March guide to the bright planetsBy Bruce McClure and Deborah Byrd
February 27, 2019
In early March, both Mercury and Mars shine in the west after sunset. Venus, Jupiter and Saturn shine before sunrise.
In late February and early March 2019, watch the moon go by Jupiter, Saturn and Venus. Read more.
Click the name of a planet to learn more about its visibility in March 2019: Venus, Jupiter, Saturn, Mars and Mercury
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If you miss the moon near Venus in late February/early March, try again one month later, in late March/early April. Read more.
Venus is the brightest planet, beaming mightily in the east in the predawn/dawn sky all month long. Watch for the waning crescent moon to join up with Venus in the morning sky for a few days, centered on or near March 2 – and then again on April 1.
Venus reached a milestone in the morning sky on January 6, 2019, as this blazing world showcased its greatest elongation from the sun. In other words, on that date, Venus was a maximum angular distance of 46 degrees west from the sun on our sky’s dome. Ever since, Venus has been slowly but surely sinking sunward.
Day by day, Venus spends a little less time in the predawn sky before sunrise with each passing morning, but it’ll still be dazzlingly bright and visible at dawn for months to come. At mid-northern latitudes, Venus will rise before astronomical twilight (dawn’s first light) until mid-March 2019; and at temperate latitudes in the Southern Hemisphere, Venus will rise before astronomical twilight until the end of May 2019.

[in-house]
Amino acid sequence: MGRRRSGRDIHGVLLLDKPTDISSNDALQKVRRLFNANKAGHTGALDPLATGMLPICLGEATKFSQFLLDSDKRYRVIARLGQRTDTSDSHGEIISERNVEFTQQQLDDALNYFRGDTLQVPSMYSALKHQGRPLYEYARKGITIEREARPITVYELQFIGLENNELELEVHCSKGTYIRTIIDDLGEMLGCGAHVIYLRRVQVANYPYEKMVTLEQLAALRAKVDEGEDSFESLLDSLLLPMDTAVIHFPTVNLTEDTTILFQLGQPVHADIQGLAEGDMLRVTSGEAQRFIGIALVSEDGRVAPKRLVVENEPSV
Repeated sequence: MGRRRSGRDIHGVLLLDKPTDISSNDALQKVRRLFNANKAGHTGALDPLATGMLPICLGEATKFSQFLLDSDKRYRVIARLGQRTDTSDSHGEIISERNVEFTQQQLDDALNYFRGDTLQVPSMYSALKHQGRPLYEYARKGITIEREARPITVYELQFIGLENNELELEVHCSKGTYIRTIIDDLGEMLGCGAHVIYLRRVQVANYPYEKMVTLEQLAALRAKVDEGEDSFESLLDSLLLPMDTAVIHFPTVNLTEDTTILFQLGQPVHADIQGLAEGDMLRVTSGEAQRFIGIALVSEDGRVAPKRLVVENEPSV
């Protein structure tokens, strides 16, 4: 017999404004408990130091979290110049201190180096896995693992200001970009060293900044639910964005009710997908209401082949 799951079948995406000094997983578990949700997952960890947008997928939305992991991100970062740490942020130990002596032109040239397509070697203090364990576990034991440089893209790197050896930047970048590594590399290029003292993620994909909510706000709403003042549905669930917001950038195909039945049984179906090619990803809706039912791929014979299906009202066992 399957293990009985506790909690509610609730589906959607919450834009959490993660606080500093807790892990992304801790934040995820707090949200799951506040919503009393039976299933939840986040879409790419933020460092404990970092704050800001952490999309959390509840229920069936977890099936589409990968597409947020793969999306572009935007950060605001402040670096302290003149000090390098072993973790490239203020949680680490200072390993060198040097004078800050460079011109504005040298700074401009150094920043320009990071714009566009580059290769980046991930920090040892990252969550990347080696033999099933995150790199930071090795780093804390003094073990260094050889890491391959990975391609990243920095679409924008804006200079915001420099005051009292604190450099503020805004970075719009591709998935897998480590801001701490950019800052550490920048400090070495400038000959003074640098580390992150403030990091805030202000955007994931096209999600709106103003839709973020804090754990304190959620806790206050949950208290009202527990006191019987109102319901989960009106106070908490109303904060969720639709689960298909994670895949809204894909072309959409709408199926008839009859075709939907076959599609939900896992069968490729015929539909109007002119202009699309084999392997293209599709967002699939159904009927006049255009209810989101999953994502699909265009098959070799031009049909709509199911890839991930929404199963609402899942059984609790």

Click here to find out when astronomical twilight comes to your sky, remembering to check the astronomical twilight box.
At mid-northern latitudes, Venus rises about two hours before sunrise in early March. By the month’s end, that’ll taper to about 1 1/2 hours.
At temperate latitudes in the Southern Hemisphere, Venus rises about 3 hours before sunup in early March. By the month’s end that’ll taper to about 2 1/2 hours.
At the month’s end and in early April, let the waning crescent moon serve as your guide to the planet Venus. See the sky chart for the morning spectacular above.
Let the moon be your guide to the king planet Jupiter on March 26 and 27. Read more.
Jupiter is the second-brightest planet after Venus. The king planet reigns at the top of the morning lineup of three bright planets. Jupiter sits at the peak, Saturn in between, and Venus at the bottom. This procession of morning planets finds Jupiter rising first, in the wee hours after midnight, followed by Saturn a few hours later, and then Venus before daybreak. (See the chart below for a larger panorama of sky.)
Click here for a recommended sky almanac telling you when Jupiter, Saturn and Venus rise into your sky.
If you’re up during the predawn hours, you might notice a bright ruddy star in the vicinity of Jupiter on the sky’s dome. That’s Antares, the brightest star in the constellation Scorpius the Scorpion. Although Jupiter shines in the vicinity of Antares all year long, Jupiter can be seen to wander relative to this “fixed” star of the zodiac. Jupiter travels eastward, away from Antares, until April 10, 2019. Then, for a period of four months (April 10 to August 11, 2019), Jupiter actually moves in retrograde (or westward), closing the gap between itself and the star Antares. Midway through this retrograde, Jupiter will reach opposition on June 10, 2019, to shine at its brilliant best for the year.
Watch for the waning crescent moon to swing by Jupiter on March 26 and 27.
From mid-northern latitudes, Jupiter rises about 2 hours after midnight. By the month’s end, Jupiter will rise around the midnight hour. Keep in mind that by midnight, we mean midway between sunset and sunrise.
From temperate latitudes in the Southern Hemisphere, Jupiter comes up around midnight at the beginning of the month. By the month’s end, Jupiter rises around two hours before the midnight hour.
In the March predawn/dawn sky, look for Saturn in between Jupiter and Venus. This chart covers much more area than our typical charts do. The stretch from SE (southeast) to SW (southwest) circles one-fourth the way around the horizon.